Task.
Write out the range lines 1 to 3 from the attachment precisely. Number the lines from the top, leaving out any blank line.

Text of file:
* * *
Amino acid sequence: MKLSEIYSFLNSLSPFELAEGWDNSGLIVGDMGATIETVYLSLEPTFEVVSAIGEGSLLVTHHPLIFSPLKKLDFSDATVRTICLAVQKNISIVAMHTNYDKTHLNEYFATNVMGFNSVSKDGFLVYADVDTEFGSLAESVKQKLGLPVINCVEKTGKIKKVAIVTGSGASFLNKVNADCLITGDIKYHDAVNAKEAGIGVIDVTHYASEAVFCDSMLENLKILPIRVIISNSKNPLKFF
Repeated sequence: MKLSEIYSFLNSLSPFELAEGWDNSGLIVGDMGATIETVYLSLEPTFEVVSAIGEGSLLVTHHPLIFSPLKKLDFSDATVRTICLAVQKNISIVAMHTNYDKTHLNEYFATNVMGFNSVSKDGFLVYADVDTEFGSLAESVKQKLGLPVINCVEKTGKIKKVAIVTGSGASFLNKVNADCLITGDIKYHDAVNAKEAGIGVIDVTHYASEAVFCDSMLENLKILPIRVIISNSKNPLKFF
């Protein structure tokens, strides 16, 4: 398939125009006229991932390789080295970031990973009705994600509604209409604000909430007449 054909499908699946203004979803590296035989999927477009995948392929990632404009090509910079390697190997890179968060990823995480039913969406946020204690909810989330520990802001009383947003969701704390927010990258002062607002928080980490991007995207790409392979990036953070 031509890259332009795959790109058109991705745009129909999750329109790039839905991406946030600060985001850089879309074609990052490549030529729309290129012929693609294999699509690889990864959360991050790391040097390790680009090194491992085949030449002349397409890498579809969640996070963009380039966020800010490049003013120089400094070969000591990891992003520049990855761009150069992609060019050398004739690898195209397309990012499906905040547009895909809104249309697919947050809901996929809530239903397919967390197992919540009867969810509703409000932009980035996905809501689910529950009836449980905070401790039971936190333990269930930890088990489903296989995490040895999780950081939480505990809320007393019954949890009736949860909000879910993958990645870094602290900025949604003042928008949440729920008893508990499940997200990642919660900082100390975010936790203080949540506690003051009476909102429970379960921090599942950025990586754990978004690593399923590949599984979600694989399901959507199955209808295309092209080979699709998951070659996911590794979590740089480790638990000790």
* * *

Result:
Amino acid sequence: MKLSEIYSFLNSLSPFELAEGWDNSGLIVGDMGATIETVYLSLEPTFEVVSAIGEGSLLVTHHPLIFSPLKKLDFSDATVRTICLAVQKNISIVAMHTNYDKTHLNEYFATNVMGFNSVSKDGFLVYADVDTEFGSLAESVKQKLGLPVINCVEKTGKIKKVAIVTGSGASFLNKVNADCLITGDIKYHDAVNAKEAGIGVIDVTHYASEAVFCDSMLENLKILPIRVIISNSKNPLKFF
Repeated sequence: MKLSEIYSFLNSLSPFELAEGWDNSGLIVGDMGATIETVYLSLEPTFEVVSAIGEGSLLVTHHPLIFSPLKKLDFSDATVRTICLAVQKNISIVAMHTNYDKTHLNEYFATNVMGFNSVSKDGFLVYADVDTEFGSLAESVKQKLGLPVINCVEKTGKIKKVAIVTGSGASFLNKVNADCLITGDIKYHDAVNAKEAGIGVIDVTHYASEAVFCDSMLENLKILPIRVIISNSKNPLKFF
């Protein structure tokens, strides 16, 4: 398939125009006229991932390789080295970031990973009705994600509604209409604000909430007449 054909499908699946203004979803590296035989999927477009995948392929990632404009090509910079390697190997890179968060990823995480039913969406946020204690909810989330520990802001009383947003969701704390927010990258002062607002928080980490991007995207790409392979990036953070 031509890259332009795959790109058109991705745009129909999750329109790039839905991406946030600060985001850089879309074609990052490549030529729309290129012929693609294999699509690889990864959360991050790391040097390790680009090194491992085949030449002349397409890498579809969640996070963009380039966020800010490049003013120089400094070969000591990891992003520049990855761009150069992609060019050398004739690898195209397309990012499906905040547009895909809104249309697919947050809901996929809530239903397919967390197992919540009867969810509703409000932009980035996905809501689910529950009836449980905070401790039971936190333990269930930890088990489903296989995490040895999780950081939480505990809320007393019954949890009736949860909000879910993958990645870094602290900025949604003042928008949440729920008893508990499940997200990642919660900082100390975010936790203080949540506690003051009476909102429970379960921090599942950025990586754990978004690593399923590949599984979600694989399901959507199955209808295309092209080979699709998951070659996911590794979590740089480790638990000790």